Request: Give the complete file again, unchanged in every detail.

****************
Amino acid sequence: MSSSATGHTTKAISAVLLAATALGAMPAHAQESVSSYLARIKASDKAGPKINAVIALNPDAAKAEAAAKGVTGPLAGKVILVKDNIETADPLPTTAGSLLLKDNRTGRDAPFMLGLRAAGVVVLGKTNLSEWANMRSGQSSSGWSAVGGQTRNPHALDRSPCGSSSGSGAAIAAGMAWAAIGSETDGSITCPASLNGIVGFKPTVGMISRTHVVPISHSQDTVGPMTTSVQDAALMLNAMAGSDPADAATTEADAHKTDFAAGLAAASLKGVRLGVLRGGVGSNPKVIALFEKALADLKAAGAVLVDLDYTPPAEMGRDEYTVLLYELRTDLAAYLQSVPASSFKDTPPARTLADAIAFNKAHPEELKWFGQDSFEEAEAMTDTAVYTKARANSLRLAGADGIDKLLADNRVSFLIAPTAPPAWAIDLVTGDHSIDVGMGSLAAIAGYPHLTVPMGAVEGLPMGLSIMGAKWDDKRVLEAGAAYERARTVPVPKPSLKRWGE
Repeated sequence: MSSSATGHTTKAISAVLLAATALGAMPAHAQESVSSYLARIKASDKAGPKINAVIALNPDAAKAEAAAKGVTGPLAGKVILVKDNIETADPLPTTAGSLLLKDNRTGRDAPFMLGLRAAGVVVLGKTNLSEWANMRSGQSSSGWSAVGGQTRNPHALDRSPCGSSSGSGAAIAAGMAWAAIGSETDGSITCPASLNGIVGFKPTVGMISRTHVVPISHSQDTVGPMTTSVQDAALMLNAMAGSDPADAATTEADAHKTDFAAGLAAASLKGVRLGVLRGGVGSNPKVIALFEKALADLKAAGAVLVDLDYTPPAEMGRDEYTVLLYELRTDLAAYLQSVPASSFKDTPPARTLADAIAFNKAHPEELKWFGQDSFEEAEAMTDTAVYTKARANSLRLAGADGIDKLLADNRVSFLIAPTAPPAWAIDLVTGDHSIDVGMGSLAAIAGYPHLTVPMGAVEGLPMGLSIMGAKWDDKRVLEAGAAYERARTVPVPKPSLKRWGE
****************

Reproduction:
Amino acid sequence: MSSSATGHTTKAISAVLLAATALGAMPAHAQESVSSYLARIKASDKAGPKINAVIALNPDAAKAEAAAKGVTGPLAGKVILVKDNIETADPLPTTAGSLLLKDNRTGRDAPFMLGLRAAGVVVLGKTNLSEWANMRSGQSSSGWSAVGGQTRNPHALDRSPCGSSSGSGAAIAAGMAWAAIGSETDGSITCPASLNGIVGFKPTVGMISRTHVVPISHSQDTVGPMTTSVQDAALMLNAMAGSDPADAATTEADAHKTDFAAGLAAASLKGVRLGVLRGGVGSNPKVIALFEKALADLKAAGAVLVDLDYTPPAEMGRDEYTVLLYELRTDLAAYLQSVPASSFKDTPPARTLADAIAFNKAHPEELKWFGQDSFEEAEAMTDTAVYTKARANSLRLAGADGIDKLLADNRVSFLIAPTAPPAWAIDLVTGDHSIDVGMGSLAAIAGYPHLTVPMGAVEGLPMGLSIMGAKWDDKRVLEAGAAYERARTVPVPKPSLKRWGE
Repeated sequence: MSSSATGHTTKAISAVLLAATALGAMPAHAQESVSSYLARIKASDKAGPKINAVIALNPDAAKAEAAAKGVTGPLAGKVILVKDNIETADPLPTTAGSLLLKDNRTGRDAPFMLGLRAAGVVVLGKTNLSEWANMRSGQSSSGWSAVGGQTRNPHALDRSPCGSSSGSGAAIAAGMAWAAIGSETDGSITCPASLNGIVGFKPTVGMISRTHVVPISHSQDTVGPMTTSVQDAALMLNAMAGSDPADAATTEADAHKTDFAAGLAAASLKGVRLGVLRGGVGSNPKVIALFEKALADLKAAGAVLVDLDYTPPAEMGRDEYTVLLYELRTDLAAYLQSVPASSFKDTPPARTLADAIAFNKAHPEELKWFGQDSFEEAEAMTDTAVYTKARANSLRLAGADGIDKLLADNRVSFLIAPTAPPAWAIDLVTGDHSIDVGMGSLAAIAGYPHLTVPMGAVEGLPMGLSIMGAKWDDKRVLEAGAAYERARTVPVPKPSLKRWGE